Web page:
Like I am inspired by all of you. Soon after I posted the almond bar of death with its cute wrapper, my post was screenshot by a former colleague that I had worked with in the past on the east coast. I didn’t see his post at first but was soon alerted by a leadership team member that my post was making its way around Facebook, poking fun, and shaming me for spending money on snack bars when other items needed more attention, like new ambulances. I was shamed for working at the wrong company, in the wrong position, in the wrong part of the country. Out of context much?

I wondered, if someone had come to me and was upset about something like this, what advice would I give? I’m pretty sure I have given advice mimicking, “it doesn’t matter” or “nobody cares,” or my favorite, “it’s lonely at the top.” But I was annoyed, upset, bothered by a misconception, my reputation potentially being dragged across an outdated platform that a whole 26 people started to comment on. Why would I even give this a second thought?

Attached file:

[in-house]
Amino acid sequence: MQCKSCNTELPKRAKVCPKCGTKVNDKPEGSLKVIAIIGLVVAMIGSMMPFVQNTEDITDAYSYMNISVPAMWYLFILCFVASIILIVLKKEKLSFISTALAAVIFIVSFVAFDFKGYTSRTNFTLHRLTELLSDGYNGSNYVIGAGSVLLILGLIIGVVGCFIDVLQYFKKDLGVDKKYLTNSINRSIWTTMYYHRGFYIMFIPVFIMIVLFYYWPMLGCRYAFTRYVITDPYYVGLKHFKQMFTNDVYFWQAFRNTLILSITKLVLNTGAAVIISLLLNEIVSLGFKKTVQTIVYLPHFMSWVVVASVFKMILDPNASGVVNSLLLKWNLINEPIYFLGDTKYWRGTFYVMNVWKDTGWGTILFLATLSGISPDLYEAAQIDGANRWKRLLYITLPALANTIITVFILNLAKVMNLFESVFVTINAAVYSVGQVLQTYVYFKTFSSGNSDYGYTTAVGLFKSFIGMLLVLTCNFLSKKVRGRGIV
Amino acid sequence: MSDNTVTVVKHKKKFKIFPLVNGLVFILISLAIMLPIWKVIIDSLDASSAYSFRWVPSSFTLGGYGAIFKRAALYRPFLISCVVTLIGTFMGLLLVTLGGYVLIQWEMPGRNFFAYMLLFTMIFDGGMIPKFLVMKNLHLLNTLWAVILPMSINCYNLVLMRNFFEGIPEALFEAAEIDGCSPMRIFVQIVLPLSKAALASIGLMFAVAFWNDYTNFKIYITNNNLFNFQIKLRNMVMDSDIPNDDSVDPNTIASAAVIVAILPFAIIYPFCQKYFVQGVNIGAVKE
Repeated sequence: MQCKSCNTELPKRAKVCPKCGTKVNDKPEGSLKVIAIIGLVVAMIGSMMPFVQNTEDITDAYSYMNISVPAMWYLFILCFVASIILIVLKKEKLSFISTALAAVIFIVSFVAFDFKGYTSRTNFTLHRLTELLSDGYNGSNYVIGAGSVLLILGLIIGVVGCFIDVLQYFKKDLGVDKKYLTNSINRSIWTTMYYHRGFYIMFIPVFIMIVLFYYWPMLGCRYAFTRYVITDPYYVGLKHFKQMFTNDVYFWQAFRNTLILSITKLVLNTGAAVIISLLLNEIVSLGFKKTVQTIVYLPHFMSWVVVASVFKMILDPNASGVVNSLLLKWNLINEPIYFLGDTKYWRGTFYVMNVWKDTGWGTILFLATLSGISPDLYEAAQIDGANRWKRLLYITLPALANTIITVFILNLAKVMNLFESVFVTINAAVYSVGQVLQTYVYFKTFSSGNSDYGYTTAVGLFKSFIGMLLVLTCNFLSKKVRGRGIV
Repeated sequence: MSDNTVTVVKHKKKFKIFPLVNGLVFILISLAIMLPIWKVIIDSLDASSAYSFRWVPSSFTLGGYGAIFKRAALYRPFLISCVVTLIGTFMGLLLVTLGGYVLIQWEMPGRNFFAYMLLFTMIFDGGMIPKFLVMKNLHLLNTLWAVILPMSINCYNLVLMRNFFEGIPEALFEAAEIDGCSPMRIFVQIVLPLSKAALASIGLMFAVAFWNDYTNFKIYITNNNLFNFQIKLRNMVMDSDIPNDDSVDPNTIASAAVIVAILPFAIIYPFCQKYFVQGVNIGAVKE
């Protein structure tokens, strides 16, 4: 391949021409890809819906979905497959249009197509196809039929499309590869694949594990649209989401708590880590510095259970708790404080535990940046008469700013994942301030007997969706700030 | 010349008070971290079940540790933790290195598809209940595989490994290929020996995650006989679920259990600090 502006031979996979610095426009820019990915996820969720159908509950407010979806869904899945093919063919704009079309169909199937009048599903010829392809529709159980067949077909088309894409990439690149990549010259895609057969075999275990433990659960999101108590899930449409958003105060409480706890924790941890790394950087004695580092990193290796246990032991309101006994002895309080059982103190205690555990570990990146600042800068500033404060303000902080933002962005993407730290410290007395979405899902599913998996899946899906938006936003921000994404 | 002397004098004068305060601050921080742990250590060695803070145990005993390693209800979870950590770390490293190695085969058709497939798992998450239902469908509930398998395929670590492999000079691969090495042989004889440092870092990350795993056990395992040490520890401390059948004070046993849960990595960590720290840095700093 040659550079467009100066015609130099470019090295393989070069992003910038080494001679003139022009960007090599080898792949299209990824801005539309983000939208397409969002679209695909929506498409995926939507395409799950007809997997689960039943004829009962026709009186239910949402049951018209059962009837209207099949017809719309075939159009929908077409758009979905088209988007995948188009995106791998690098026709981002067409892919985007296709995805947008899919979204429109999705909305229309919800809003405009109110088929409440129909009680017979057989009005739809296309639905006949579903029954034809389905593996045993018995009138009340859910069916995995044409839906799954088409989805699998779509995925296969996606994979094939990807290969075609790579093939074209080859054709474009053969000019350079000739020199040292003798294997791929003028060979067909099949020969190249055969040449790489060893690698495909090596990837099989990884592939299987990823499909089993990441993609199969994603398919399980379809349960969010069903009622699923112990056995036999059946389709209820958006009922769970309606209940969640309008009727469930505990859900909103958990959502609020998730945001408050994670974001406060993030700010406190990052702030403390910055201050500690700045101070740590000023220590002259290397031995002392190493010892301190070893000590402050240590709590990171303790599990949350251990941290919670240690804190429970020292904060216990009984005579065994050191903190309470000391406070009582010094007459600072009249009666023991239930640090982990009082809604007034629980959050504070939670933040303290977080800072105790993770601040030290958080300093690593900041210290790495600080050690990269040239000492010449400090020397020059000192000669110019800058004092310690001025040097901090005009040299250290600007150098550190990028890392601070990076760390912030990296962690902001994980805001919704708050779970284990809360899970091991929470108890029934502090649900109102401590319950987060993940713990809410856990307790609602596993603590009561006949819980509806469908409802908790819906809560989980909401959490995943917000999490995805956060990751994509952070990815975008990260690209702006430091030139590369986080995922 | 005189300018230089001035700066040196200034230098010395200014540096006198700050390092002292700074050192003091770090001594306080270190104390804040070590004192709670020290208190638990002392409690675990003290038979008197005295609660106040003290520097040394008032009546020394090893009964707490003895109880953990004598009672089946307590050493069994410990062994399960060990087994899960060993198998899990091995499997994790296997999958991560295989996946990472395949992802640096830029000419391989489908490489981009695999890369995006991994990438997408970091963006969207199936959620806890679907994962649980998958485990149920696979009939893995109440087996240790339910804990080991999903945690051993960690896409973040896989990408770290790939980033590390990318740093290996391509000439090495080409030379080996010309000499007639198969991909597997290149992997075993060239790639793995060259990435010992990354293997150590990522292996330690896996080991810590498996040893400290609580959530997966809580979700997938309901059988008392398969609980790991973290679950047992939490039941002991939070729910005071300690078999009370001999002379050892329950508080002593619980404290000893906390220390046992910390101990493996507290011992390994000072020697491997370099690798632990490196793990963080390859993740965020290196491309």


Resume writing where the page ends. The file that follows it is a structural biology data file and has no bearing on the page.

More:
The answer is simple. If you can reach out and engage with someone and ask why, you can learn something. So, I did. I messaged them: “Hi, hope all is well. I’m
I’m curious as to why you screenshot my post and spread misinformation. If you have any questions, I’d be happy to answer them. I’m just confused and thought I’d ask why? I work in California now.”